Eye-Opening Pornography Infographic. . .

I've been spending the last few days buried in research and writing to update my presentations on the destructive power of pornography. I'm looking forward to speaking on these issues next week at the D6 Conference in Texas and then again next month at the National Youthworkers Convention in San Diego.

Researching this topic is difficult. Like most males (or more realistically "most people"), I have seen and consequently been effected by pornography. I was 12 years old the first time. Digging deeper into just what those effects are is frightening work for many, many reasons. . . perhaps the most alarming of which is the prevalence and early exposure among younger and younger kids. Then, you start thinking ahead. . . and it's scary.

The good news is that there seems to be more and more anti-pornography information on the Internet. If you haven't already seen the site for Fight The New Drug you need to check it out. Here's a helpful infographic from the site that you can use to guide your discussions with the kids you know and love. . . and a link to the graphic and additional stats with references. . . .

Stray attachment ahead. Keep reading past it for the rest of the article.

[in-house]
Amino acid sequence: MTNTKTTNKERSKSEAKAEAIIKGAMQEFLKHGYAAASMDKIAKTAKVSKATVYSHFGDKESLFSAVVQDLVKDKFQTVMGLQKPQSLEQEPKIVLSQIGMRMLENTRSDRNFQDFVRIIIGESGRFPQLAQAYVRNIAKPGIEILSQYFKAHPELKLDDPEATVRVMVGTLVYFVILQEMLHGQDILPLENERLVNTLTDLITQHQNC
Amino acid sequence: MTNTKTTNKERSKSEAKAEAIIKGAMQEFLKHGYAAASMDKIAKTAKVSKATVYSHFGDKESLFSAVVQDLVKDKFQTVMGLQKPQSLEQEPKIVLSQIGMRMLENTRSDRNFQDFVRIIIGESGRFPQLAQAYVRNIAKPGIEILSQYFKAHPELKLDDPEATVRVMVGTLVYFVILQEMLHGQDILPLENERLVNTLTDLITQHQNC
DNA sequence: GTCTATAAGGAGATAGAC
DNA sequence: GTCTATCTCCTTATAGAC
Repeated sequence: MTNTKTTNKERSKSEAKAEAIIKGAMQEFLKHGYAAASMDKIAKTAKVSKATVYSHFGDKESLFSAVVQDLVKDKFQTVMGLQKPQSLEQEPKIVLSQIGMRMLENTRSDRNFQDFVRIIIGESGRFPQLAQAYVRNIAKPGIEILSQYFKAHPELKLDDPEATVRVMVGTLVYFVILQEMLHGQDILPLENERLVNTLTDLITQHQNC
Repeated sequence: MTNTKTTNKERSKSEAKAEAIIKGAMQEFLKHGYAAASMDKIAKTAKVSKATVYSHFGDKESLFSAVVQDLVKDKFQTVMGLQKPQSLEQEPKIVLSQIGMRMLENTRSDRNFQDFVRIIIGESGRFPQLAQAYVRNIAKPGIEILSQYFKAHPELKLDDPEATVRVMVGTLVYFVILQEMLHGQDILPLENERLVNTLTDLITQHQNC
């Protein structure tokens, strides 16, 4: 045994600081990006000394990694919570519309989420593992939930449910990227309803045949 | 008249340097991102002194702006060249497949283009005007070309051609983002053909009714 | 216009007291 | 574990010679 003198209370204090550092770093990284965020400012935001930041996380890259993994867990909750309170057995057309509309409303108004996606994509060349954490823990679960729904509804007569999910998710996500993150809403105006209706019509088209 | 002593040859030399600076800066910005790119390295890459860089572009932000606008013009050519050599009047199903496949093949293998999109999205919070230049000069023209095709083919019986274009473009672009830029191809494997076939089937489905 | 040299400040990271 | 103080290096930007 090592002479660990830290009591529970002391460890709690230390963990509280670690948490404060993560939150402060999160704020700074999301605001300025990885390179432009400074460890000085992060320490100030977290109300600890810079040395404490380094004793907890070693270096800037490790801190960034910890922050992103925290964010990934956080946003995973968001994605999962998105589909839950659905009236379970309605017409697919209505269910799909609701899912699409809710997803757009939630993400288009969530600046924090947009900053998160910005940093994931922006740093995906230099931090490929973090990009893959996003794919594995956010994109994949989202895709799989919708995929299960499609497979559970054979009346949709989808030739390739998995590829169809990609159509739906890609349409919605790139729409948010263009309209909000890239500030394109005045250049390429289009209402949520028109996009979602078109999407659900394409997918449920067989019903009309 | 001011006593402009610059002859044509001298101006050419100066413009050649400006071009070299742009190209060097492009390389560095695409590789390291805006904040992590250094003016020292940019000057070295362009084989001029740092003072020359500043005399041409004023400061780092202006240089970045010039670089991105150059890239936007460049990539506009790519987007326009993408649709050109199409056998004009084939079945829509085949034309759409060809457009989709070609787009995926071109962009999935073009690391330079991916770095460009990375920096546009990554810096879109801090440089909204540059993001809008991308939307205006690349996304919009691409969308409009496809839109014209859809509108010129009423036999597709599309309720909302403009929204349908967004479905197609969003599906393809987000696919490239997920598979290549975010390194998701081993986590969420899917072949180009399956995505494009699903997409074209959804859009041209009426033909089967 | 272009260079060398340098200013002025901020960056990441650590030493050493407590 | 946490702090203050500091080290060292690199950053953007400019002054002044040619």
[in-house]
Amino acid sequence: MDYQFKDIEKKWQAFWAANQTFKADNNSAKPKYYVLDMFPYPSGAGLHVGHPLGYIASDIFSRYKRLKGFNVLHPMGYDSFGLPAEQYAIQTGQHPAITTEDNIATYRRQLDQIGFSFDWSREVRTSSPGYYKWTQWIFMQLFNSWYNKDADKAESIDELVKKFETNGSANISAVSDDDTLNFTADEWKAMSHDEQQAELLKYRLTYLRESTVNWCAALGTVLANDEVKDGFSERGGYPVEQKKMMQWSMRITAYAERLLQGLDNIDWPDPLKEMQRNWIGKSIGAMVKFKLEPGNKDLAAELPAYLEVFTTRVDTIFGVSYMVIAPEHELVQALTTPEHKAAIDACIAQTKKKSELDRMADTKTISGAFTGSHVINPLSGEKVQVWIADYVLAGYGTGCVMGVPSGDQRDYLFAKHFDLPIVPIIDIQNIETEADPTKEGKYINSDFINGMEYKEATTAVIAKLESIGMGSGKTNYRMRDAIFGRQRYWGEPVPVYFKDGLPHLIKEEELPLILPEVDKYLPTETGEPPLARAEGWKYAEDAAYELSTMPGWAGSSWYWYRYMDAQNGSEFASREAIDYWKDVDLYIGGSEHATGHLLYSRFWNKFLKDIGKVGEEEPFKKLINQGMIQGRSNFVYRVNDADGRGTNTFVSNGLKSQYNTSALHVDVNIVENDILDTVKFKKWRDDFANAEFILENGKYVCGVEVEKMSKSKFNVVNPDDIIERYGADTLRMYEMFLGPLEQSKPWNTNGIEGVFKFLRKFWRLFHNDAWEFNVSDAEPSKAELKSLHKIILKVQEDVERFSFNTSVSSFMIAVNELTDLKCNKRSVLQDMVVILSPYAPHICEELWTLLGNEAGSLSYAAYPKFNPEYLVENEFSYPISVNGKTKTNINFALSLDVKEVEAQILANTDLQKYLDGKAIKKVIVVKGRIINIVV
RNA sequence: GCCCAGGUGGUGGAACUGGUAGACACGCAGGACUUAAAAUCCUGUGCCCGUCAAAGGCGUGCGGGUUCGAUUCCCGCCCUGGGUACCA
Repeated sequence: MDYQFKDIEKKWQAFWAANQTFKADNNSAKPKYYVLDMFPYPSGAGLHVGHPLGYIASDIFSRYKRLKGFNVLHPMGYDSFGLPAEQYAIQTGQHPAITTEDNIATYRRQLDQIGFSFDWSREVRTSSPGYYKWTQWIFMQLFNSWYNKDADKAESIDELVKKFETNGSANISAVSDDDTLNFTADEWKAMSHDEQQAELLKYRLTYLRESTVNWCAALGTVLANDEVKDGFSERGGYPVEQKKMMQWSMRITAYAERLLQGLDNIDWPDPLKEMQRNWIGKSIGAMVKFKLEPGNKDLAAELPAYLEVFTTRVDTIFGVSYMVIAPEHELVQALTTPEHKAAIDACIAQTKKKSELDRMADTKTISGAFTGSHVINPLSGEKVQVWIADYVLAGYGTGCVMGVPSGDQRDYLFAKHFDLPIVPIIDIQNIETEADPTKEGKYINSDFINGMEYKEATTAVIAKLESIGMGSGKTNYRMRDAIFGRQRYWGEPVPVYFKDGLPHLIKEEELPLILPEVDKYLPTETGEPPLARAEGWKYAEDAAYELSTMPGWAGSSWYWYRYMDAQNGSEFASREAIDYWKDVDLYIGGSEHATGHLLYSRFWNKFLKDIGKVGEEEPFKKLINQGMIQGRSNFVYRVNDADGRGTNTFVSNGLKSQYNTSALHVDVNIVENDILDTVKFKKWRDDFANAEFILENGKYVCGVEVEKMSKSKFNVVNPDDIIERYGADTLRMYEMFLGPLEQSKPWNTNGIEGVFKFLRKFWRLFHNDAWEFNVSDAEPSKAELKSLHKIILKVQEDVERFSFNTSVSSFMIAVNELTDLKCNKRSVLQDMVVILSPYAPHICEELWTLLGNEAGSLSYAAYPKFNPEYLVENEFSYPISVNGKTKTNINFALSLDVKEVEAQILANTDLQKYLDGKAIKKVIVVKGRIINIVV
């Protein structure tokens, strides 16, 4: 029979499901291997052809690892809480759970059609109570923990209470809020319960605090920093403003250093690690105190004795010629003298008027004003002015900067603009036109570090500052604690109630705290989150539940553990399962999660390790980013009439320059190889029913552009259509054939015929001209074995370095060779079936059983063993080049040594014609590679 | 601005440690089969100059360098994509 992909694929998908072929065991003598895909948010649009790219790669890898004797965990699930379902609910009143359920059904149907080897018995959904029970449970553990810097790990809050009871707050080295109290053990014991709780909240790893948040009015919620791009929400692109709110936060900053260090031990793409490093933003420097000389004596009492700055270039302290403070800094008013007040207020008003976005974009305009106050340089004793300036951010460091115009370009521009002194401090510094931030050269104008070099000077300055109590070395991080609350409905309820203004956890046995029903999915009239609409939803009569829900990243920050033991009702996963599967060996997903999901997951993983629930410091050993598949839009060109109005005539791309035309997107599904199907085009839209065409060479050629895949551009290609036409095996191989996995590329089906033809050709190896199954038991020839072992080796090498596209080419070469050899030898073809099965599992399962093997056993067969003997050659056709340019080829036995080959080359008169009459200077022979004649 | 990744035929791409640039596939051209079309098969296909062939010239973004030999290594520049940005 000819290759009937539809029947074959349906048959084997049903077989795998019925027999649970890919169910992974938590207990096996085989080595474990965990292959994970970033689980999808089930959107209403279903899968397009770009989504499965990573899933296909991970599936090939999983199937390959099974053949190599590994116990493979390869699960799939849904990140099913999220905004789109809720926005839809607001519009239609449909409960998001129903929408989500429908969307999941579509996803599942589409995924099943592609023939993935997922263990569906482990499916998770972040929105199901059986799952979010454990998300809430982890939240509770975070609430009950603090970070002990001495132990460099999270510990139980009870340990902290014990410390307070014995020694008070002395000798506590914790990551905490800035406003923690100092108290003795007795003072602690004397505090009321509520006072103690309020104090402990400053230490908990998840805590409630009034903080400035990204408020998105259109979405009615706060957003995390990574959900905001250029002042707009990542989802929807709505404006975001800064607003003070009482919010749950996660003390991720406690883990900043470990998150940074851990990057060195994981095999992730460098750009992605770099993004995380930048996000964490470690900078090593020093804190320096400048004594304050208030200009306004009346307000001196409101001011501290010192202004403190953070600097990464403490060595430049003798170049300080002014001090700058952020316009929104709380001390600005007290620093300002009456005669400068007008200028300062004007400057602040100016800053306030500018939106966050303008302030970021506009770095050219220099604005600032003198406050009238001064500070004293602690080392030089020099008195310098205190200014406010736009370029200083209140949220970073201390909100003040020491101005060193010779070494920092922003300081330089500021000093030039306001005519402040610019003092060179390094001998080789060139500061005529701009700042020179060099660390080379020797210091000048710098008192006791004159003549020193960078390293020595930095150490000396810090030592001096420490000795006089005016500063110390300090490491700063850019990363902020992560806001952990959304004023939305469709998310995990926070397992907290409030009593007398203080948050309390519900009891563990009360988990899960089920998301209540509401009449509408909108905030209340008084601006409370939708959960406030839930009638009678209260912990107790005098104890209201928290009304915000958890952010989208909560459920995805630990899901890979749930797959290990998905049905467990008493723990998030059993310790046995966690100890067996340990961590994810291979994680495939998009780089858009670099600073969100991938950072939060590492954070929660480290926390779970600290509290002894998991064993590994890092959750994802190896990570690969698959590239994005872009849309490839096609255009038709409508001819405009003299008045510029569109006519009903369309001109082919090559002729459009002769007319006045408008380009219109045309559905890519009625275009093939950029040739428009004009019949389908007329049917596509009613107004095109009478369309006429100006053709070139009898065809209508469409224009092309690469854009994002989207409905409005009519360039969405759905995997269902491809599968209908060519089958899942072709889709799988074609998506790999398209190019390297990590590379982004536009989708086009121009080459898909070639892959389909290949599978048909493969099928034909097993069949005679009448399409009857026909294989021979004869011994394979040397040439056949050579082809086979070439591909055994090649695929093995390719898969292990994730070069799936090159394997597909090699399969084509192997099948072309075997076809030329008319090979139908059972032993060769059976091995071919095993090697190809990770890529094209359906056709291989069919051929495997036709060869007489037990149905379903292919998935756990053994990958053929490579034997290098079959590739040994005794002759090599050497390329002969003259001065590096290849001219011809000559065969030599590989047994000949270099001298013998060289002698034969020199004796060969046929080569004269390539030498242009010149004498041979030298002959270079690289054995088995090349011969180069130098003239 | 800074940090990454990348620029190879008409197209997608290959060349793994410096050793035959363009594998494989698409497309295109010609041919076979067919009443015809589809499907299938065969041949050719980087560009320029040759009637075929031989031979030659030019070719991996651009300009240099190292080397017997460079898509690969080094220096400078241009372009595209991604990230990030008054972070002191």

Thursday, September 13, 2012

The Gospel and Pornography. . .

A good portion of my summer and these first few weeks of early fall have been spent continuing my quest to understand pornography's growing place and influence in our culture. To be honest, it's quite frightening. In preparation to speak on these things at the upcoming D6 Conference and the National Youthworkers Convention, I've been pulling together much of what I've been learning and processing it all. The statistics are overwhelming. Our culture's growing fascination with and acceptance of this stuff is scary. The consequences of pornography use and addiction are widespread and can't be ignored.